By Ed Stein

I’ve been having a lively conversation with one of the readers of this site about, among other things, the meaning of words. As many others have in the past, he has predicted that if I don’t like what he has to say, I will “censor” his postings, as have the Rocky Mountain News and the Denver Post previously. This is one of those statements, repeated many times over the years by other readers, that rankles me. Censorship applies only to governments or their agencies. A private enterprise such as a newspaper or, me, for that matter, cannot by definition censor. I set the rules for my website, and for what can be posted. I prefer a civil discussion, and when a reader veers into the all-too-common practice of name-calling in lieu of actual argument (or worse, an obscenity-laden tirade), I make a judgement about the worth of the comment, and occasionally kill a reader’s posting. I generally do this only after warning the commenter first. This is not censorship. If someone persists in breaking my rules, I have every right and reason to boot him (or her) off my site.

Why is this seemingly trivial argument important? Because words have power. Words lead to action, and actions have consequences.. We have seen in the last year that the misuse of language–the deliberate and repeated misstatements of the content of the health care overhaul, including the infamous “death panel” lie, and the overheated rhetoric of the last couple of weeks, have led to threats and acts of violence against members of Congress.

During the debate last week, members of the minority party frequently launched into such hyperbolic rhetoric it was hard to believe the words were coming from our elected leaders. Rep. Devin Nunes may have topped them all when he said that Democrats “finally lay the cornerstone of their socialist utopia on the backs of the American people.” This sentiment was echoed, perhaps not as vividly, by others during the debate, often to the applause and cheers of Republicans on the House floor. It was an ugly, appalling spectacle. Death threats against Congressmen who voted for the legislation followed, along with bricks thrown through Congressional office windows.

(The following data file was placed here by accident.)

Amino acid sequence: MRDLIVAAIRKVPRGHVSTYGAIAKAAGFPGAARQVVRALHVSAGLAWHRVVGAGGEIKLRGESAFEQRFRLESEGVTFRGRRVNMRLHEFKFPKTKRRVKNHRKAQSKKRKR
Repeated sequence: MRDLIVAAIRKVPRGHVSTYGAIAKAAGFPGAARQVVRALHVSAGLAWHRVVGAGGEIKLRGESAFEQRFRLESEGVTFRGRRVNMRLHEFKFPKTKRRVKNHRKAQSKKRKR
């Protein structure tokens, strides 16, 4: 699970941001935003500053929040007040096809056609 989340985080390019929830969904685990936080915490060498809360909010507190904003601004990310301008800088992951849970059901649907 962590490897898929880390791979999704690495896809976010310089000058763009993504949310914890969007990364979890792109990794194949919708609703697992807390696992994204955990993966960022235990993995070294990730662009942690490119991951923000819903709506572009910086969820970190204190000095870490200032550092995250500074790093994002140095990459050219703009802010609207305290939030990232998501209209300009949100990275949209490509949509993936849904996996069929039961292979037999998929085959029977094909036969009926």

Now, of course, Republicans whose words inflamed citizens opposed to the bill are distancing themselves from the consequences of their irresponsible rhetoric. There’s a whole lot of “Who me? Why, I never dreamed. . .” going on, and, of course, the traditional, cynical ”Democrats are trying to exploit…”

House Speaker Nancy Pelosi, not one I normally accuse of eloquence, had a perfect pitch response. While saying that she doesn’t “subscribe to the fact that these acts of vandalism sprang from any words of my colleagues,” she added, “I believe words have power. they weigh a ton. And they are received differently by people depending on their, shall we say, emotional state, and we have to take responsibility for words that are said that we do not reject.” She concluded, “We have to. . .understand our leadership role, the responsibility we have to be an example in how we express our differences and understand the impact our words have on others.”

I couldn’t have said it better.

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